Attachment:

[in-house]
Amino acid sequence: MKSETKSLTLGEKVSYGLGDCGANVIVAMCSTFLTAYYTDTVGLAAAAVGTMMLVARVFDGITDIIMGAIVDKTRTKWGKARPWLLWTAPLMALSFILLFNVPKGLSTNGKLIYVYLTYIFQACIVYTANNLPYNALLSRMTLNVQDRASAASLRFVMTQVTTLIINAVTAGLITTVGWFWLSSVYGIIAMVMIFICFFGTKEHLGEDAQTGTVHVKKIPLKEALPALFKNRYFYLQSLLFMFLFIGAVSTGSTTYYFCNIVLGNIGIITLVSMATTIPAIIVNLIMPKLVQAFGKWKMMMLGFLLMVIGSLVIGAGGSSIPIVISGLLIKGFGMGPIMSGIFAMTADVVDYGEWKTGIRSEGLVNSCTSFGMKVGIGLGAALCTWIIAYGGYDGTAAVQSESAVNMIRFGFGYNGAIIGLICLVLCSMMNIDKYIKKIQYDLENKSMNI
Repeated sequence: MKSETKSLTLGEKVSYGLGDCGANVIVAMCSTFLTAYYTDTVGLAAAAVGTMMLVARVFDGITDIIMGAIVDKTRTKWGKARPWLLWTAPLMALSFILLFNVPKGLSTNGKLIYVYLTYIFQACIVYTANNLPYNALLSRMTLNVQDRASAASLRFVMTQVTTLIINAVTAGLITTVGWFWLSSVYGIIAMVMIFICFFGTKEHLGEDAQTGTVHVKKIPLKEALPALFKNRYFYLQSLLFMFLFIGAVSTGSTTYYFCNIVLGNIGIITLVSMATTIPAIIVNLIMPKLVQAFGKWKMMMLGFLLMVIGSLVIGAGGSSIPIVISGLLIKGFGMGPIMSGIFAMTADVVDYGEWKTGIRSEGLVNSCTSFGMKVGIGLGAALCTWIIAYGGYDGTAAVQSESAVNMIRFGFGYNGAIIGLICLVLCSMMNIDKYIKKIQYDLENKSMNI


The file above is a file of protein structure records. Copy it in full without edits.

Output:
[in-house]
Amino acid sequence: MKSETKSLTLGEKVSYGLGDCGANVIVAMCSTFLTAYYTDTVGLAAAAVGTMMLVARVFDGITDIIMGAIVDKTRTKWGKARPWLLWTAPLMALSFILLFNVPKGLSTNGKLIYVYLTYIFQACIVYTANNLPYNALLSRMTLNVQDRASAASLRFVMTQVTTLIINAVTAGLITTVGWFWLSSVYGIIAMVMIFICFFGTKEHLGEDAQTGTVHVKKIPLKEALPALFKNRYFYLQSLLFMFLFIGAVSTGSTTYYFCNIVLGNIGIITLVSMATTIPAIIVNLIMPKLVQAFGKWKMMMLGFLLMVIGSLVIGAGGSSIPIVISGLLIKGFGMGPIMSGIFAMTADVVDYGEWKTGIRSEGLVNSCTSFGMKVGIGLGAALCTWIIAYGGYDGTAAVQSESAVNMIRFGFGYNGAIIGLICLVLCSMMNIDKYIKKIQYDLENKSMNI
Repeated sequence: MKSETKSLTLGEKVSYGLGDCGANVIVAMCSTFLTAYYTDTVGLAAAAVGTMMLVARVFDGITDIIMGAIVDKTRTKWGKARPWLLWTAPLMALSFILLFNVPKGLSTNGKLIYVYLTYIFQACIVYTANNLPYNALLSRMTLNVQDRASAASLRFVMTQVTTLIINAVTAGLITTVGWFWLSSVYGIIAMVMIFICFFGTKEHLGEDAQTGTVHVKKIPLKEALPALFKNRYFYLQSLLFMFLFIGAVSTGSTTYYFCNIVLGNIGIITLVSMATTIPAIIVNLIMPKLVQAFGKWKMMMLGFLLMVIGSLVIGAGGSSIPIVISGLLIKGFGMGPIMSGIFAMTADVVDYGEWKTGIRSEGLVNSCTSFGMKVGIGLGAALCTWIIAYGGYDGTAAVQSESAVNMIRFGFGYNGAIIGLICLVLCSMMNIDKYIKKIQYDLENKSMNI